Scotland politics

Frank's Law: Holyrood member's bill seeks law change

Frank Kopel Image copyright SNS Scotland
Image caption Frank Kopel, who had a 10-year career at Dundee United, was diagnosed with dementia in 2008

A bill to extend free personal care to dementia patients aged under 65 has been lodged at Holyrood.

Scottish Conservative MSP Miles Briggs hopes his member's bill will implement what has become known as "Frank's Law".

It follows a lengthy campaign by Amanda Kopel, whose husband Frank - a former Dundee United footballer- was diagnosed with dementia when he was 59.

The Scottish government said it was committed to examining the extension of free personal and nursing care.

Frank's Law aims to end the situation where people under 65 who have conditions such as dementia, motor neurone disease, Parkinson's, multiple sclerosis and cancer have to pay for the care they need.

Mr Kopel's family had to pay about £300 a week for personal care costs towards the end of his life.

'Blatant discrimination'

He was eligible for just 19 days of free personal care before he died in 2014, aged 65.

Mr Briggs, the Scottish Conservatives' health spokesman, was joined by Mrs Kopel at the Scottish Parliament as he formally launched his bill.

He said: "Amanda's passionate and dedicated campaigning on this issue has been inspirational.

"It is a shocking indictment that in some parts of Scotland today, terminally ill patients under the age of 65 are being charged for the help they need with basic things like washing, dressing and feeding themselves.

"We want to see this change and I am pleased that all opposition parties in this parliament have committed to supporting the policy meaning there is a majority in Holyrood for Frank's Law."

Image copyright PA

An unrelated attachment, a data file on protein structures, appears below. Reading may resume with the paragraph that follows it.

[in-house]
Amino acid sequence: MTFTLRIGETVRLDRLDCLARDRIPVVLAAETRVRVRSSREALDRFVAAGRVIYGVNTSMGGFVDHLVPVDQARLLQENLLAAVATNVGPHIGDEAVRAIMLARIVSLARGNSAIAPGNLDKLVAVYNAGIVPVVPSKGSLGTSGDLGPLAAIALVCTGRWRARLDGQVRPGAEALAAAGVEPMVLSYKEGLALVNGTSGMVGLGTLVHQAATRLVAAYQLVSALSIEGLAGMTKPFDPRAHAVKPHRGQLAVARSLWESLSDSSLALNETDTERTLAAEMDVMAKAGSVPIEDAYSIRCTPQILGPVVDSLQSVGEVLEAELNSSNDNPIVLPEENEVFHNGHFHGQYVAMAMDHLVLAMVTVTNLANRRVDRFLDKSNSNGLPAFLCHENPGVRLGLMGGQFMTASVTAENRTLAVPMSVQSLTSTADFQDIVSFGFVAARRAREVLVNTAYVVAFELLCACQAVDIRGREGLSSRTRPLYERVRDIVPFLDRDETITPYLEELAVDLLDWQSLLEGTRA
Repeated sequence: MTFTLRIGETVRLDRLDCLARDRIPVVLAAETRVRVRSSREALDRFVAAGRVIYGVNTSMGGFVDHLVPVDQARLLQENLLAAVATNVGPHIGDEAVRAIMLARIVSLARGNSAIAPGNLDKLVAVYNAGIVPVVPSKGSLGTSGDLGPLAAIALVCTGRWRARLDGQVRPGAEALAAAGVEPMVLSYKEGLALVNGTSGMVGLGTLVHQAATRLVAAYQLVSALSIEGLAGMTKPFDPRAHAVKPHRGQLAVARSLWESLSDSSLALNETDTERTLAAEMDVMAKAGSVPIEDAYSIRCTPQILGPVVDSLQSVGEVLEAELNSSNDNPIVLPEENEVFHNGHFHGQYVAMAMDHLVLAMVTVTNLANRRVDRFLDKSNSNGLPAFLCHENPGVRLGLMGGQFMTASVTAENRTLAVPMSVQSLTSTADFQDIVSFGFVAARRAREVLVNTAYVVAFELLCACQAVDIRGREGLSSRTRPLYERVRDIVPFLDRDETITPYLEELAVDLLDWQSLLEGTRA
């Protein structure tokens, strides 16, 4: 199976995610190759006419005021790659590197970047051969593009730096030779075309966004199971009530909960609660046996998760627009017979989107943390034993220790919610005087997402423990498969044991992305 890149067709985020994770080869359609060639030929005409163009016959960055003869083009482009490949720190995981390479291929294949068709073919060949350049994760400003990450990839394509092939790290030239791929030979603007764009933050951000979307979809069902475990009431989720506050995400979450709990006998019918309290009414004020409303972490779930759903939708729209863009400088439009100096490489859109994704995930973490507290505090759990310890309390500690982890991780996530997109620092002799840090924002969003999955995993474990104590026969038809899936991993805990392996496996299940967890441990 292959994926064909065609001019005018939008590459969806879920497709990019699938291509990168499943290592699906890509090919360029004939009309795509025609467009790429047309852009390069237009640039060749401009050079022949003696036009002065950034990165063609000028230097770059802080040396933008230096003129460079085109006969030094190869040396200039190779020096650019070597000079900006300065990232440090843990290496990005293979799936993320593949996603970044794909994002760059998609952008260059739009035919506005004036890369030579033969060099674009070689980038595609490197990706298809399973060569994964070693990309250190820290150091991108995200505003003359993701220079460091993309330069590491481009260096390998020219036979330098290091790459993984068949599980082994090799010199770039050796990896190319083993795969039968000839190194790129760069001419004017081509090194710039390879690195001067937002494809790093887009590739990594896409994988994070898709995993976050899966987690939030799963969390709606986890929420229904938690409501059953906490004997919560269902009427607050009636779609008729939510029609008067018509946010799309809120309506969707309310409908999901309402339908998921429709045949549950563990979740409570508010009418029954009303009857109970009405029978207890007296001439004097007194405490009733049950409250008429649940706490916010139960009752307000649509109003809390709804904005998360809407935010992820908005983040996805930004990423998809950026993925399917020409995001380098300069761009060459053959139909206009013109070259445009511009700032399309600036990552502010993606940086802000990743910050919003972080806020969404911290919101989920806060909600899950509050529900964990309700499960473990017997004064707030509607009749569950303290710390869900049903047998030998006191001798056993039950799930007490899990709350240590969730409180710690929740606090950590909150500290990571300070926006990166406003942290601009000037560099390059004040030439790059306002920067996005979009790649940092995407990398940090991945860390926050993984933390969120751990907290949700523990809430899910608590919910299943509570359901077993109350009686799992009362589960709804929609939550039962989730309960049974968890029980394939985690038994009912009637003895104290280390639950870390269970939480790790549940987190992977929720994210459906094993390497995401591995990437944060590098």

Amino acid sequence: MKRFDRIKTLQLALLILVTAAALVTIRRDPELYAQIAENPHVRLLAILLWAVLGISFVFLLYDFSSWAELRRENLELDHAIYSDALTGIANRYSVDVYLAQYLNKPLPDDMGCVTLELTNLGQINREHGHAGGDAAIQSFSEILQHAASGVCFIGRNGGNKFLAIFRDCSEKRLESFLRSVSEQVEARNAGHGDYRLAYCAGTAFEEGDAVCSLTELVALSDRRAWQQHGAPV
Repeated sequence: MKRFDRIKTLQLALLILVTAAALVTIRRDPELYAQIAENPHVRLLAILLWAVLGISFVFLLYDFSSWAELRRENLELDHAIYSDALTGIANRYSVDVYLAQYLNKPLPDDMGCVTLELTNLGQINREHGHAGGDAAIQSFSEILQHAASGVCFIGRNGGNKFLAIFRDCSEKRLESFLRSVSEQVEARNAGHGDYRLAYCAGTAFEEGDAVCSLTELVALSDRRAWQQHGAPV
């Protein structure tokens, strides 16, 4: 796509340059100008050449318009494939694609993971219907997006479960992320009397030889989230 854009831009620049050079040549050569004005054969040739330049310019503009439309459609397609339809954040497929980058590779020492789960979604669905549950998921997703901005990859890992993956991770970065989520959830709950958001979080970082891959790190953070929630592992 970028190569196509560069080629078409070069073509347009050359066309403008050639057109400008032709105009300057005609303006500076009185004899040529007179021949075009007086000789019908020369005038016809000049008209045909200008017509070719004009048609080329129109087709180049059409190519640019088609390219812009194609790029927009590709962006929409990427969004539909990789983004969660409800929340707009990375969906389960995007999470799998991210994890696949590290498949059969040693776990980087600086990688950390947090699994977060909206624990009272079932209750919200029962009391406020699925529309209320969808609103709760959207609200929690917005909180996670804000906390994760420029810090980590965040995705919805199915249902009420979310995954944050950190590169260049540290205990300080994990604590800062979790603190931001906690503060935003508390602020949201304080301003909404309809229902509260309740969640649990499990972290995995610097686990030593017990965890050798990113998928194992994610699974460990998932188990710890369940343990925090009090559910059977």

Image caption Amanda Kopel has been campaigning for free personal care to be extended

The proposal to extend free care for dementia patients was set out at the Scottish Conservatives party conference in Glasgow earlier this year.

Mrs Kopel received a standing ovation at the conference after telling delegates there was "blatant discrimination" against dementia patients aged under 65.

The Conservatives say there is a majority of MSPs at Holyrood who are in favour of changing the law - with only the SNP currently opposed.

But Health Secretary Shona Robison said the government is committed to examining an extension to free care to people under 65 "while protecting existing provision".

She said: "We are currently running a feasibility study to consider the costs, benefits, challenges and consequences of extending free personal care, including analysis of the additional demand for care likely to be created and the relationship with social security provision. This will be completed over the summer.

"As part of this work, we are meeting with all relevant partners, including service user organisations and Cosla.

"We have already made progress on fairer charging for social care by providing local authorities with £6m to increase charging thresholds and £5m from this April to ensure that armed forces veterans who receive social care benefit from the full value of their war pensions."

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